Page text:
Google Index Updates: Mobile vs Desktop

Google Index Updates: Mobile vs Desktop 1024 683 lodestar marketing group

Here at lodestar marketing group, we make a point of staying on top of the latest trends that impact the digital world. Since one of our core services is to optimize client’s search rankings, we pay close attention to any Google updates that may impact those rankings. Business published an article on October 27, 2016 detailing the latest news from Google and how they will be splitting their search index into two separate parts, one for desktop and one for mobile versions. For your convenience, we’ve re-posted the article below.

Google is splitting its search index in two — and there will be winners and losers

Source: Business Insider | Author: Hannah Roberts

Google is dividing its index — the almost infinite database of websites it stores for search — into separate mobile and desktop versions.

There will be winners and losers in this process. Counter-intuitively, publishers with mobile sites designed specifically to make life easier for smartphone users may suffer. The stripped-down level of content on their mobile sites will offer fewer targets for Google’s searches to hit, and may lead to them ranking lower in search results on phones.

Thus the new index split will incentivise publishers to offer richer, better pages on mobile, as Google is prioritising the mobile index over the desktop one, especially for smartphone users — which is where a majority of searches now takes place.

The change will happen within months, Google’s webmaster trend analyst Gary Illyes told Search Engine Land.

Jennifer Slegg, founder of search expert site The SEM Post and Lisa Barone, CMO of web design agency Overit — attended the Pubcon conference where Google announced the change in the keynote address. They explained to Business Insider exactly how they expect the change to impact search results.

Google wants users to stop users having an inferior search experience on a smartphone. By prioritising the mobile index, the search giant is effectively asking site owners to stop simplifying their mobile sites.

Right now Google only lists desktop sites in its index

Up until now, Google has only listed desktop websites in its index. As explained by Overit’s Janae Quackenbus, who also attended the conference, “Google has historically ‘crawled’ the desktop version of a site”. Crawling is a term used to describe the process of Google visiting websites to then file them away in its index.

So when you search on a smartphone, Google returns your result as if you are on a desktop, even though what it shows you — and what you click on — is a list of mobile sites.

That wouldn’t be a problem if the content on a mobile site was exactly the same as the content on the desktop site. But in a lot of cases, it’s not.

In the effort to make their websites load quicker on a mobile (which Google said does not work), a lot of site owners “strip down” the amount of content on their mobile site by removing words and pages. A simplified site — usually with the format “” like this one from IMDb —  is an example.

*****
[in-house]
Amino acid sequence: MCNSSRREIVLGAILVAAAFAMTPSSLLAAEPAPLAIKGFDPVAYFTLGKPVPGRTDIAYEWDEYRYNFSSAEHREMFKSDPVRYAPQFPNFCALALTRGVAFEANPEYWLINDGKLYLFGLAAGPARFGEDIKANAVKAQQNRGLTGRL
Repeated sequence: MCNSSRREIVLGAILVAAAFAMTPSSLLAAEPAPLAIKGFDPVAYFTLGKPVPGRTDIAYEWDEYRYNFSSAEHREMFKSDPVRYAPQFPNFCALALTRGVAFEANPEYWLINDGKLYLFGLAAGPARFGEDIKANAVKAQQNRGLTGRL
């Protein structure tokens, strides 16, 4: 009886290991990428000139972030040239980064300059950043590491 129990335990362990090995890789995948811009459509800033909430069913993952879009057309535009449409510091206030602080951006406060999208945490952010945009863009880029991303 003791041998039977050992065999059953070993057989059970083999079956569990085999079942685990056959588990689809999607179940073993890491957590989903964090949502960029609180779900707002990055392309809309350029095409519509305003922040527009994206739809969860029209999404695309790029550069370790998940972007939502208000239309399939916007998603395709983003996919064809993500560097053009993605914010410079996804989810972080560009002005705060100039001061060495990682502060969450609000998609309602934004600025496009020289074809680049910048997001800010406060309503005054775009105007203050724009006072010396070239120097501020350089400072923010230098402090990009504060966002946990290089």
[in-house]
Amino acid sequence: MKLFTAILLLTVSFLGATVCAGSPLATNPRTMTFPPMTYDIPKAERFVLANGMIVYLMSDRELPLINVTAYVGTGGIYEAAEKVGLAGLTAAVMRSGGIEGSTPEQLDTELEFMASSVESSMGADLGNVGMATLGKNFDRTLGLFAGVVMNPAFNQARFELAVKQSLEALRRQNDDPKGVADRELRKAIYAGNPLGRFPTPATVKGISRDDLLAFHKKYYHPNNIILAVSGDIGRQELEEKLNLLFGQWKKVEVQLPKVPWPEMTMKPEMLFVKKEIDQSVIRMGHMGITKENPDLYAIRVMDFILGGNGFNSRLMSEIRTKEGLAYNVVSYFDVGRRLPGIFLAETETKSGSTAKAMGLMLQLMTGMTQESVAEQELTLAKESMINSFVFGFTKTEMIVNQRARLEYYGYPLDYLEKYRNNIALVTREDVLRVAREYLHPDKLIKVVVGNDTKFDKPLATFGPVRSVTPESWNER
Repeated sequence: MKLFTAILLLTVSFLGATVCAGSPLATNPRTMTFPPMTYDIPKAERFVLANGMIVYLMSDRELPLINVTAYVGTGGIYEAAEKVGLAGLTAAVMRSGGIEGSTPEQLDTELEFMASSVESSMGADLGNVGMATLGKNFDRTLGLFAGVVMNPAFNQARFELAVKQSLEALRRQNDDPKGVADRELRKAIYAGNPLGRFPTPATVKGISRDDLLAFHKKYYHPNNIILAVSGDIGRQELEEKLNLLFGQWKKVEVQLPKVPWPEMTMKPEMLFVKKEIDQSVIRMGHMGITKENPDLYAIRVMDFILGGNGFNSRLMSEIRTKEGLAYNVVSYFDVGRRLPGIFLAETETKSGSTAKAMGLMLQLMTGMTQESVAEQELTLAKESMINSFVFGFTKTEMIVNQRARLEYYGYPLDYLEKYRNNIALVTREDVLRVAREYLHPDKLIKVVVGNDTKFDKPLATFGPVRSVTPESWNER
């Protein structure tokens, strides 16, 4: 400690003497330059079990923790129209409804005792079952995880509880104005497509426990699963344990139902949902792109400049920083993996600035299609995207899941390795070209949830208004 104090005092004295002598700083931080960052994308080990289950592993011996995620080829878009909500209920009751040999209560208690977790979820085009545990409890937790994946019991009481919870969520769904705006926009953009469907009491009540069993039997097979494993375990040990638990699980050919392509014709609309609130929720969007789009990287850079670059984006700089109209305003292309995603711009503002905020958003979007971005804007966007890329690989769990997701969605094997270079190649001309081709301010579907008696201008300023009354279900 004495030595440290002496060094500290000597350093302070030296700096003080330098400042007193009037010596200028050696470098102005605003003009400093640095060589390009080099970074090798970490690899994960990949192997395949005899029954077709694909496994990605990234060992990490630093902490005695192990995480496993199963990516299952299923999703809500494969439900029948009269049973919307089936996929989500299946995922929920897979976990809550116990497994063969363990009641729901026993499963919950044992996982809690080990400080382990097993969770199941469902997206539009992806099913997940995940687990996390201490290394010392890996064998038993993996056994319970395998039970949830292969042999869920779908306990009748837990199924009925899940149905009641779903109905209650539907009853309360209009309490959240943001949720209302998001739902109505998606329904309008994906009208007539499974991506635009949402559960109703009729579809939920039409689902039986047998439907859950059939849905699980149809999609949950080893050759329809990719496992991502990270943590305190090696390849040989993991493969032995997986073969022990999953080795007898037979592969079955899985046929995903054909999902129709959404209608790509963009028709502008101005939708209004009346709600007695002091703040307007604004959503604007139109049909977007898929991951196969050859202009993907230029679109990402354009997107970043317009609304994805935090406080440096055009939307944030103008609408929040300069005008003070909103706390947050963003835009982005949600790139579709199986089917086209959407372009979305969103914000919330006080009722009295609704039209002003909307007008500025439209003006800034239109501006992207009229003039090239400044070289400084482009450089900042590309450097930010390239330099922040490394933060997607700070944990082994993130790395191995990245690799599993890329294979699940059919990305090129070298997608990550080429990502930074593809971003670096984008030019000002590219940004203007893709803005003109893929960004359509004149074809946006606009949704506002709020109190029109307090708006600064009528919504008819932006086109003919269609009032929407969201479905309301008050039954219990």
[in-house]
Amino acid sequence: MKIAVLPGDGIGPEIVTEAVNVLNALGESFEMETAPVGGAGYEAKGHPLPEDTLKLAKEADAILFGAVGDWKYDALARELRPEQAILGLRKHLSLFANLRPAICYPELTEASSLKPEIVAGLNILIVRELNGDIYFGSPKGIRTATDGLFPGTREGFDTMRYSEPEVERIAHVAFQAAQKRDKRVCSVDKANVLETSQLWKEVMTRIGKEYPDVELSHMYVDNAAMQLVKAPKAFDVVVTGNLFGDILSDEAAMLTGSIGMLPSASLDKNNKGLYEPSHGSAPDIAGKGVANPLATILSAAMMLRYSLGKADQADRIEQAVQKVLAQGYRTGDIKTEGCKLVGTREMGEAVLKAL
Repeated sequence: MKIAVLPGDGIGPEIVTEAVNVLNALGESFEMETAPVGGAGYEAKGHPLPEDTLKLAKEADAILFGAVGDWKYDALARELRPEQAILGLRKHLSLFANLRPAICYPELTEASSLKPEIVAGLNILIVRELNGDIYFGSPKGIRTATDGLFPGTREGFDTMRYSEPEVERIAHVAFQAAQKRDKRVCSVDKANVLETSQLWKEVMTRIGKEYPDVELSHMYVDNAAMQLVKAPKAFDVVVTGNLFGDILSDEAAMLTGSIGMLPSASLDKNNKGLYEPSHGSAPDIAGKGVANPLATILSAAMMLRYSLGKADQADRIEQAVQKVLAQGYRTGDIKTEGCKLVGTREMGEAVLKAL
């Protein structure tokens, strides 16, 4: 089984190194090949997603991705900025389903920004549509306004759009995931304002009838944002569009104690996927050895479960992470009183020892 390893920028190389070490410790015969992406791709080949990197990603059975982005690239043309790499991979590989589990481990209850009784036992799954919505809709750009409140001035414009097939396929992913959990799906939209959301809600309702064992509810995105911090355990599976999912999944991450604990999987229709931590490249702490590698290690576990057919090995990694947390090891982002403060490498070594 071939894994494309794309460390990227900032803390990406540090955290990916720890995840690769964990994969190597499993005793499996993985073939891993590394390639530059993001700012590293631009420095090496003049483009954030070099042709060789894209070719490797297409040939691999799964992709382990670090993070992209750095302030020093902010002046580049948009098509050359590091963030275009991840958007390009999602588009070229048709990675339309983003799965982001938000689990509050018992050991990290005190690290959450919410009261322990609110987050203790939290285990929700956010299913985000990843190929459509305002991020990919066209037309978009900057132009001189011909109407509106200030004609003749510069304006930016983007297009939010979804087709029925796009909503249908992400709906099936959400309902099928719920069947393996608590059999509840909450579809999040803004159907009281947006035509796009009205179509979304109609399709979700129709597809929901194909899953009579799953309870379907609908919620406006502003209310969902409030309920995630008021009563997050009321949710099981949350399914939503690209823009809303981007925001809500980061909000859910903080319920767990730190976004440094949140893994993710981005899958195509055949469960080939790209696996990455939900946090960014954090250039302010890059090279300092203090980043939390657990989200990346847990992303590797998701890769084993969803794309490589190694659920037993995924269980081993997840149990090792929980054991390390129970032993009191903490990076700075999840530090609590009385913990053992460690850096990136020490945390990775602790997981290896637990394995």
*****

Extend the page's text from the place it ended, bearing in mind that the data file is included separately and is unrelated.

Google doesn’t want site owners to strip down their sites for mobile, and that’s the crux of why the change is happening.


Google is targeting ‘stripped down’ mobile websites

After Google splits its index, when you search on a smartphone, the search engine won’t refer to the “full” desktop site when determining what results to give you. Instead, it will refer to the stripped down mobile site in a separate mobile index. With less content, a stripped down mobile site will show up in fewer search results.

Not all websites have stripped down their mobile sites, and therefore they won’t be affected. If a website has a responsive design — where the content is the same but it loads to fit the screen size of each device — the index split should not have any impact at all.

The move makes sense when you consider that mobile is the dominant choice over desktop for search. And it’s not just search — 61% of online retail sales came from mobile devices in the UK in the first half of 2016, according to Criteo’s State of Mobile Commerce Report.

As Barone said to Business Insider, “Google’s shift to prioritize mobile over desktop follows user behavior to do the very same. Mobile devices are no longer secondary devices; they are the primary device”.

RBC analyst Mark Mahaney told Business Insider, “I think the broad point is that we are multiple years now into the ‘Mobile Revolution’. Consumers are increasingly comfortable using their Smartphones to access/use Internet services and apps as they used to do with their desktops … marketers are catching up with consumers and Google is making it easier for them to do that with initiatives like splitting its Search index”.

Disclosure: This author used to be an employee at Google and currently owns Alphabet stock.


If you’re afraid that your site might be one of the “losers,” Let’s Talk. We can help you determine if your site meets Google’s requirements for optimal rankings for both your mobile and desktop sites; if it does not, we will implement SEO best practices to ensure optimal search rankings on both. We also offer web design that will enable you to meet the new standards that Google is implementing while maintaining your high search rankings on both desktop and mobile sites.